Some symbols in the Revelation are hard to decode, but in this case the explanation is given straight away. The lampstands symbolize the churches in Asia Minor to which the message that follows is to be sent. And the stars stand for the “angels” of the seven churches.

I have always doubted whether the traditional application of the letters to the seven churches in the chapters 2 and 3, as seven periods in church history, is correct. There seems to be nothing in the text that brings us to that conclusion. These messages were intended for seven literal congregations in what is now the coastal area of Western Turkey. However, the very fact that Providence has seen to it that the Apocalypse became a part of the Word of God suggests that it has a meaning that goes beyond the first century, and has something to say to Christians, everywhere and in all times. The seven letters in chapters 2 and 3 reflect the diversity in religious experience of the church universal. Therefore, the picture of Jesus walking among the lampstands, while holding seven stars in his right hand, continuous to be meaningful.

What an encouraging thought, that Jesus walks among his churches. He did so in the time of John and he does so today. And when reading the word “churches” we must think of local congregations rather than denominations. Let us hope and pray that Jesus also walks in the corridors and meeting rooms of denominational headquarters, but in Revelation 1 the focus is on local faith communities. I know of no perfect local church. But it is clear from the descriptions of the churches of Ephesus and the other churches that are mentioned by John that none of these churches were perfect either. However, in spite of all their imperfections, Christ walks among them!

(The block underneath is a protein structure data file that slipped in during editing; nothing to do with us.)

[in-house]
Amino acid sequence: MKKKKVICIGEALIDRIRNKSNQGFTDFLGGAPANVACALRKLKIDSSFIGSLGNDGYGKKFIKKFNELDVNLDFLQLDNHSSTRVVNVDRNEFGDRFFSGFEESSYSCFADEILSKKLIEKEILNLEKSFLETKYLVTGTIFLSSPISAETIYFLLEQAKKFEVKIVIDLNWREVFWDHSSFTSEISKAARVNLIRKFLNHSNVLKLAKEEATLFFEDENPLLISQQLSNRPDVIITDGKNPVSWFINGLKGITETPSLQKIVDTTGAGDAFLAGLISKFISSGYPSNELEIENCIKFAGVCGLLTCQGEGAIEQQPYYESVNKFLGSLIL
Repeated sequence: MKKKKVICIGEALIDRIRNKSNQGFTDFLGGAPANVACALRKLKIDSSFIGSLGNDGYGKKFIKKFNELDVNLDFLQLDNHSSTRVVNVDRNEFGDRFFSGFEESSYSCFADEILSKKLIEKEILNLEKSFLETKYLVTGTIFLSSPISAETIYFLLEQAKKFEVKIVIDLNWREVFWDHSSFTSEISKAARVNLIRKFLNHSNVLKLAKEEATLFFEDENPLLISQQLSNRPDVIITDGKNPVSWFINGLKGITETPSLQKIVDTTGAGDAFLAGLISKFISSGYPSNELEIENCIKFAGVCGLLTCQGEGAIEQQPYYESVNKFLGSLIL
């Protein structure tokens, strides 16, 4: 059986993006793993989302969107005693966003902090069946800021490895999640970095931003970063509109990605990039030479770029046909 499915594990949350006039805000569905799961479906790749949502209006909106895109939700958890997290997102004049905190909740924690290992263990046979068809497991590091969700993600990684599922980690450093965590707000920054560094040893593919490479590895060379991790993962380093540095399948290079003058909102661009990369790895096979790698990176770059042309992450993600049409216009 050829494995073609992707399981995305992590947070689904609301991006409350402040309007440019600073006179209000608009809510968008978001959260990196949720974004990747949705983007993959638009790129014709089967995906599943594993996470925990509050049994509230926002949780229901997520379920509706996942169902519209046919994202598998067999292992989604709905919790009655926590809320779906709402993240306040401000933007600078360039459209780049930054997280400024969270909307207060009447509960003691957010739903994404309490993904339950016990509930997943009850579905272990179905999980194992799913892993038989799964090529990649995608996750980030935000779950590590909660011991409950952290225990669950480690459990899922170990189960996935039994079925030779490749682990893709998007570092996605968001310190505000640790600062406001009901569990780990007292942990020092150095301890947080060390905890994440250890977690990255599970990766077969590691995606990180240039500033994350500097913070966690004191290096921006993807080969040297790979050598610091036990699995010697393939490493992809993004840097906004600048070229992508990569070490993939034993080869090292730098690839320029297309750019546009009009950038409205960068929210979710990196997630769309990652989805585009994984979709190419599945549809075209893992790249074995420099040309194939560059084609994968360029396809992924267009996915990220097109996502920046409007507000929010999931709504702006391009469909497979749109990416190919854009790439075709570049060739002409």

But what about the stars?  The stars, we are told, are the “angels” of the churches.  Who are these “angels”?  Are they perhaps guardian angels that each have a specific assignment in watching over one particular church? That does not seem very probable. (In any case, the existence of “guardian angels” has no biblical basis.) The word “angel” is the translation of the Greek word “angelos”. This simply means “messenger” and can refer both to heavenly and human messengers. Clearly, in this passage in Revelation it refers to the leaders of the churches.  Christ holds these in his right hand–the symbolic expression for power and authority.